The International Water, Sanitation and Hygiene Foundation (IWSH) is excited to announce it will partner with UA Plumbers Local Union 68 in Houston this month to highlight and address water-quality issues in the city of Nome, Texas. The issues, which were aggravated by recent winter storm conditions, originated with damage to the city’s water treatment plant during Hurricane Harvey in August 2017. This timely pilot project is inspired by a recent student leadership initiative at nearby Hardin-Jefferson High School that sought to identify local water-quality issues and potential community actions that could address them.
“Safer Water for Nome” will be a two-phase project. In Phase 1, slated to commence this month, 25 journeymen plumbers — nine of whom are contractors — will take training classes with the goal of becoming certified in ASSE 12060/12061: Professional Qualifications Standard for Water Management and Infection Control Risk Assessment for Building Systems. The Houston Area Plumbing Joint Apprenticeship Committee (HAPJAC) will host the training classes with a qualified instructor. Each participant will then take an ASSE International third party-administered certification examination.
In Phase 2, slated to begin next month, the newly certified participants will perform water-quality risk assessment for residents across Nome. Following the risk assessment results, IWSH and UA Local 68 intend to work together, planning and providing corrective measures for a contained group of homes and local public amenities.
“By educating and certifying our contractors and plumbers in water-quality risk-assessment programs, our contractors will lead the way in the southern industry,” said Jeremy Pavlich, director of Marketing and Recruiting at Plumbers Local 68. “We can be the go-to option — and help lead the way — so that public, industrial and residential communities have good water-quality programs in place. This will give our area confidence that the plumbing industry is taking proactive measures to better their quality of life.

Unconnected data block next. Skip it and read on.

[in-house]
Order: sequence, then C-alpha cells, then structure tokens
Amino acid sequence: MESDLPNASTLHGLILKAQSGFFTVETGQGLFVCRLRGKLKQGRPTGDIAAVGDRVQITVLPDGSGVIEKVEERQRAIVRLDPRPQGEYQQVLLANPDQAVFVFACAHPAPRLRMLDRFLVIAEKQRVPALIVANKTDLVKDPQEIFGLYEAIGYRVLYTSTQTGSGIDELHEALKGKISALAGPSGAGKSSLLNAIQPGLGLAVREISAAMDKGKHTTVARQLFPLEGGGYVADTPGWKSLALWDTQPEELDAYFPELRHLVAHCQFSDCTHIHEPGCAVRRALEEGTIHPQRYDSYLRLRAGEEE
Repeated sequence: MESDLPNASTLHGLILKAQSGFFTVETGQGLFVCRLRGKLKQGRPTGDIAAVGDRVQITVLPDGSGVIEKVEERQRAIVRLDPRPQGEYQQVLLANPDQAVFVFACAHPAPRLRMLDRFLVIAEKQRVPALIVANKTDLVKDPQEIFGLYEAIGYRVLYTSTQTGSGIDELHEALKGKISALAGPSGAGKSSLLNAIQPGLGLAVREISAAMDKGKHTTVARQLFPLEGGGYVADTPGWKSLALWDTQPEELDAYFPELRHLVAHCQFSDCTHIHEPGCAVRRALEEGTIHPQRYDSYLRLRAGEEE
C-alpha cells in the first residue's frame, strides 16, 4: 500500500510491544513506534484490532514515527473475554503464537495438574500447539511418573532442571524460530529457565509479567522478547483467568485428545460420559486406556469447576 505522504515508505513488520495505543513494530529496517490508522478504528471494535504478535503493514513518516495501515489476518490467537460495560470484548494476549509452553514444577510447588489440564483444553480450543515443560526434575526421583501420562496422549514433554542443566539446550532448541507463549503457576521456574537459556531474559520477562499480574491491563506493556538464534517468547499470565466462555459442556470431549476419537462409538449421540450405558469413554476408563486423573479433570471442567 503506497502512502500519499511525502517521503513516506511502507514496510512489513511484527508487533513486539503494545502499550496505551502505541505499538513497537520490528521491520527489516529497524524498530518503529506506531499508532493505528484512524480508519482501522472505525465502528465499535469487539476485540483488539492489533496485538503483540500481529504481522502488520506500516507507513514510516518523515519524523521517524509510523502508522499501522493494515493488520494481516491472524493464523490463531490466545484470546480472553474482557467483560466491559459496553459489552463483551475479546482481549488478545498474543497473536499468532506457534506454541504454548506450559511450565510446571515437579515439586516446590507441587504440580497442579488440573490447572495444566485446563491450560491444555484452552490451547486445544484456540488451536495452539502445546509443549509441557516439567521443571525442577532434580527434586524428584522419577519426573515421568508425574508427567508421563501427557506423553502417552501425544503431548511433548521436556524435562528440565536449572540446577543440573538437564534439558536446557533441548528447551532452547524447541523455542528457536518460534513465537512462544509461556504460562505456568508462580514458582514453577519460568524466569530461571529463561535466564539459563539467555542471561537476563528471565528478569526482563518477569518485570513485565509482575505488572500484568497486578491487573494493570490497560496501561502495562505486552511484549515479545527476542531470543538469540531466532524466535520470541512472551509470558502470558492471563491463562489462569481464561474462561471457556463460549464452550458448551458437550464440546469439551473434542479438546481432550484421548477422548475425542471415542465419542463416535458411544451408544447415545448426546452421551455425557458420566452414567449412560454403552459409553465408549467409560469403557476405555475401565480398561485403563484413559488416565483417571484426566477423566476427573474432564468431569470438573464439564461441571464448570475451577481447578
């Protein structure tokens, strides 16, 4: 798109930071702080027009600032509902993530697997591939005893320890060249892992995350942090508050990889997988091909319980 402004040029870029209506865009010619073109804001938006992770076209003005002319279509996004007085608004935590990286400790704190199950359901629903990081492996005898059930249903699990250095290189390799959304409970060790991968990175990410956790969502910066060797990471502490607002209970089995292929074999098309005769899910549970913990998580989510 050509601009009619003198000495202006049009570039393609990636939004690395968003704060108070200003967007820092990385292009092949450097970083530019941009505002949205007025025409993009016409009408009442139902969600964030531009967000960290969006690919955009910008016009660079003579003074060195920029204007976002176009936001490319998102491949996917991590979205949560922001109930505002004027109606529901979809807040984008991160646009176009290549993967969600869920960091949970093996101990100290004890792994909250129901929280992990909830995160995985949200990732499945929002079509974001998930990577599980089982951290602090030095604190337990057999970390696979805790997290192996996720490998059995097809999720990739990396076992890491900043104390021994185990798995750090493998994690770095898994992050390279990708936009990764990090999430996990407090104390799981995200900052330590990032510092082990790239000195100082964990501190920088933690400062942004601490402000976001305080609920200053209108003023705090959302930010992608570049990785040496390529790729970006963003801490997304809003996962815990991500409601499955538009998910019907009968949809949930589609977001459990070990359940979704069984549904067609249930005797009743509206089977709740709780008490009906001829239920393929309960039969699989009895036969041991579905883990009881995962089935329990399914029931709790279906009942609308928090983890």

“IWSH is such a valuable part of this coalition, because of their influence on an international stage, and the attention and resources they can bring to our small community,” Pavlich added.
Training Specialist Rich Benkowski and National Recruitment and Outreach Coordinator Laura Ceja, both with the UA Department of Education and Training, have also contributed to the project planning. “Behaviors and techniques learned through the ASSE 12000 certification process deliver a repeatable and reliable method of risk assessment of all piped systems,” Ceja said. “This project illustrates a labor/management commitment of time and treasure to defend a community from unwelcome waterborne pathogens. We will also be coordinating tradeswomen and other diverse stakeholders and tradesworkers in the area, providing the expertise necessary to address any water-quality issues that arise.”
Pavlich, Benkowski and Ceja will be joined — virtually and in person — by representatives from IWSH and IAPMO Field Services as the nominated group of Texas contractors begins training at HAPJAC. Given the current COVID-19 pandemic, all activities and individual participations will adhere to applicable health and safety protocols as the project progresses.
“Water quality is directly connected to quality of life,” said Jed Scheuermann, IWSH North American program director. “IWSH is thrilled to bring together our local Texas partners, including UA Plumbers Local 68 and Texas Women in Trades. They will be trained to the highest standards and equipped to address long-overlooked concerns, thus improving Nome residents’ water quality, making it better, cleaner and safer.”
Follow IWSH social media channels for updates from the “Safer Water for Nome” pilot project.
Visit www.plu68.com to learn more about UA Plumbers Local Union 68.
Visit www.iwsh.org for more information on The International Water, Sanitation and Hygiene Foundation.